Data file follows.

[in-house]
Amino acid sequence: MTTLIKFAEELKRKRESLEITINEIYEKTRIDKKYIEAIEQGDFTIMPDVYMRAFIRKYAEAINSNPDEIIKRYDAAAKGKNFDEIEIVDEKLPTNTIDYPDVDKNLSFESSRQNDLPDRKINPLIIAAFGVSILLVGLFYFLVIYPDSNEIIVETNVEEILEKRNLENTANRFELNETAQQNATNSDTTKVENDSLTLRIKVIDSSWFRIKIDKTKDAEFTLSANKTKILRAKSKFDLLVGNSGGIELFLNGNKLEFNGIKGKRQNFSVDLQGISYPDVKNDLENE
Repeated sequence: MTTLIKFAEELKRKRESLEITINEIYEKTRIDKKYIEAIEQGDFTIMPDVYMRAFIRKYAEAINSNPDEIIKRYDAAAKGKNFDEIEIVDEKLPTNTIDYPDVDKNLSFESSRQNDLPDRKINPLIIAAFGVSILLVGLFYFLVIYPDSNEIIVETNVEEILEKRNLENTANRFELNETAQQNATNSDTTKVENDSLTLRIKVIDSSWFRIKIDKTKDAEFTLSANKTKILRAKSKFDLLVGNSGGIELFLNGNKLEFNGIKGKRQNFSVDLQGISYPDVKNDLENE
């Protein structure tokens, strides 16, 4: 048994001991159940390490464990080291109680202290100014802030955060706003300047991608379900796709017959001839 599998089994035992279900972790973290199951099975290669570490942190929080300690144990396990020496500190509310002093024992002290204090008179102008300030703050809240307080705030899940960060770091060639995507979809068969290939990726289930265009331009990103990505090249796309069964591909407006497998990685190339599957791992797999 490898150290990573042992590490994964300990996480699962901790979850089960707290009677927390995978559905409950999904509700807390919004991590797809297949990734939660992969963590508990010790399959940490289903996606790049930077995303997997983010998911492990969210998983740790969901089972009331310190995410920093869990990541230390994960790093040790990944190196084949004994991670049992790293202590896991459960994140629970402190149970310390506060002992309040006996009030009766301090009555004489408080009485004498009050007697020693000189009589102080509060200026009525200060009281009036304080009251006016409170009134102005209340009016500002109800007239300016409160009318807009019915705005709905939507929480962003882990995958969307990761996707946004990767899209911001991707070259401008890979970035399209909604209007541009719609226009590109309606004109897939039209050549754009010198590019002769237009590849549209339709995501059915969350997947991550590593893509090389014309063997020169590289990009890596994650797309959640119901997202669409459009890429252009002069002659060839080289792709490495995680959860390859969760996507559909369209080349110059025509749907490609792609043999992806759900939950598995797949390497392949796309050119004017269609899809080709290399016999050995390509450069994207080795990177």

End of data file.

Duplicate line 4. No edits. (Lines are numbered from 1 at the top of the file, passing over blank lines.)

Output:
């Protein structure tokens, strides 16, 4: 048994001991159940390490464990080291109680202290100014802030955060706003300047991608379900796709017959001839 599998089994035992279900972790973290199951099975290669570490942190929080300690144990396990020496500190509310002093024992002290204090008179102008300030703050809240307080705030899940960060770091060639995507979809068969290939990726289930265009331009990103990505090249796309069964591909407006497998990685190339599957791992797999 490898150290990573042992590490994964300990996480699962901790979850089960707290009677927390995978559905409950999904509700807390919004991590797809297949990734939660992969963590508990010790399959940490289903996606790049930077995303997997983010998911492990969210998983740790969901089972009331310190995410920093869990990541230390994960790093040790990944190196084949004994991670049992790293202590896991459960994140629970402190149970310390506060002992309040006996009030009766301090009555004489408080009485004498009050007697020693000189009589102080509060200026009525200060009281009036304080009251006016409170009134102005209340009016500002109800007239300016409160009318807009019915705005709905939507929480962003882990995958969307990761996707946004990767899209911001991707070259401008890979970035399209909604209007541009719609226009590109309606004109897939039209050549754009010198590019002769237009590849549209339709995501059915969350997947991550590593893509090389014309063997020169590289990009890596994650797309959640119901997202669409459009890429252009002069002659060839080289792709490495995680959860390859969760996507559909369209080349110059025509749907490609792609043999992806759900939950598995797949390497392949796309050119004017269609899809080709290399016999050995390509450069994207080795990177």